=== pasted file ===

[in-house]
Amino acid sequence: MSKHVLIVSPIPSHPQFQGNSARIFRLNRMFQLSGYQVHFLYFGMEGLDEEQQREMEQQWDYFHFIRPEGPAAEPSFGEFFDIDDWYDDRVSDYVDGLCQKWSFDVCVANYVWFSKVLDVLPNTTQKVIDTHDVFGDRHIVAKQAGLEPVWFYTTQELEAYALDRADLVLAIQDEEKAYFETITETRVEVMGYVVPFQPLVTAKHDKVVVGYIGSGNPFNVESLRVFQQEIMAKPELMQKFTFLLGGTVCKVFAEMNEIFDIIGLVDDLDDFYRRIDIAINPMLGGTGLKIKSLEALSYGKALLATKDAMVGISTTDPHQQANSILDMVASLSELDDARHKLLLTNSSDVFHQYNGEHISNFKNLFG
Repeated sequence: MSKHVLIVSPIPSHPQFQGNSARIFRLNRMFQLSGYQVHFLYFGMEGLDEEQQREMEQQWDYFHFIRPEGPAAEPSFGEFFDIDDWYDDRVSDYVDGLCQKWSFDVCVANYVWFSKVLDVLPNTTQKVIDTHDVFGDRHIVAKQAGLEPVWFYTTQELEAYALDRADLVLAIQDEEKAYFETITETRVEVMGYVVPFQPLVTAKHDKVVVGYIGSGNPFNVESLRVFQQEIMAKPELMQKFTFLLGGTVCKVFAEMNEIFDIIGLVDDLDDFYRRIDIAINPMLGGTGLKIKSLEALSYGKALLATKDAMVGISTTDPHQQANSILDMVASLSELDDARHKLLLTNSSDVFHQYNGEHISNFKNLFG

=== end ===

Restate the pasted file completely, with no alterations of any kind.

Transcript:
[in-house]
Amino acid sequence: MSKHVLIVSPIPSHPQFQGNSARIFRLNRMFQLSGYQVHFLYFGMEGLDEEQQREMEQQWDYFHFIRPEGPAAEPSFGEFFDIDDWYDDRVSDYVDGLCQKWSFDVCVANYVWFSKVLDVLPNTTQKVIDTHDVFGDRHIVAKQAGLEPVWFYTTQELEAYALDRADLVLAIQDEEKAYFETITETRVEVMGYVVPFQPLVTAKHDKVVVGYIGSGNPFNVESLRVFQQEIMAKPELMQKFTFLLGGTVCKVFAEMNEIFDIIGLVDDLDDFYRRIDIAINPMLGGTGLKIKSLEALSYGKALLATKDAMVGISTTDPHQQANSILDMVASLSELDDARHKLLLTNSSDVFHQYNGEHISNFKNLFG
Repeated sequence: MSKHVLIVSPIPSHPQFQGNSARIFRLNRMFQLSGYQVHFLYFGMEGLDEEQQREMEQQWDYFHFIRPEGPAAEPSFGEFFDIDDWYDDRVSDYVDGLCQKWSFDVCVANYVWFSKVLDVLPNTTQKVIDTHDVFGDRHIVAKQAGLEPVWFYTTQELEAYALDRADLVLAIQDEEKAYFETITETRVEVMGYVVPFQPLVTAKHDKVVVGYIGSGNPFNVESLRVFQQEIMAKPELMQKFTFLLGGTVCKVFAEMNEIFDIIGLVDDLDDFYRRIDIAINPMLGGTGLKIKSLEALSYGKALLATKDAMVGISTTDPHQQANSILDMVASLSELDDARHKLLLTNSSDVFHQYNGEHISNFKNLFG